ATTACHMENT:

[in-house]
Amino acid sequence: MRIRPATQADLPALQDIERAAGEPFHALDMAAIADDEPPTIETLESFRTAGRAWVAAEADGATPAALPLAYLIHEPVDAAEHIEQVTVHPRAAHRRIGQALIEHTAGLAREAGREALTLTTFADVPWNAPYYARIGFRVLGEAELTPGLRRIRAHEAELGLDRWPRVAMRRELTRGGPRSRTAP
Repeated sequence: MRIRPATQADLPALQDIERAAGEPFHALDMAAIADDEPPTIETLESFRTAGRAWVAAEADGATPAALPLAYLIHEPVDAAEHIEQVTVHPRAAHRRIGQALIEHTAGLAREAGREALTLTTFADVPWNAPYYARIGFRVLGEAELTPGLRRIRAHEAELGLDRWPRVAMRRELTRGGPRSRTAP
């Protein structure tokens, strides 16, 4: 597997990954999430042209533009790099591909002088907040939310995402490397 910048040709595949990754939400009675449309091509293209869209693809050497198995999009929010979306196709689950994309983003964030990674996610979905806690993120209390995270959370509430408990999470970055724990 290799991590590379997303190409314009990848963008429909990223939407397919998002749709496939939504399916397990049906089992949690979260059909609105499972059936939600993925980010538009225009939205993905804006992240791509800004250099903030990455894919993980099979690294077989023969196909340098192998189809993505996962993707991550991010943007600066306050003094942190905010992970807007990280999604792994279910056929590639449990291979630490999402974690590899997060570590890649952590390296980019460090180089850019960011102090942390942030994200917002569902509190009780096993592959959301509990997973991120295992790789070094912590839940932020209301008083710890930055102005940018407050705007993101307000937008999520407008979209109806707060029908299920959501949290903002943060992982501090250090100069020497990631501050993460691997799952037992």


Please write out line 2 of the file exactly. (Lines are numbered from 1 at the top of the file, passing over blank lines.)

Amino acid sequence: MRIRPATQADLPALQDIERAAGEPFHALDMAAIADDEPPTIETLESFRTAGRAWVAAEADGATPAALPLAYLIHEPVDAAEHIEQVTVHPRAAHRRIGQALIEHTAGLAREAGREALTLTTFADVPWNAPYYARIGFRVLGEAELTPGLRRIRAHEAELGLDRWPRVAMRRELTRGGPRSRTAP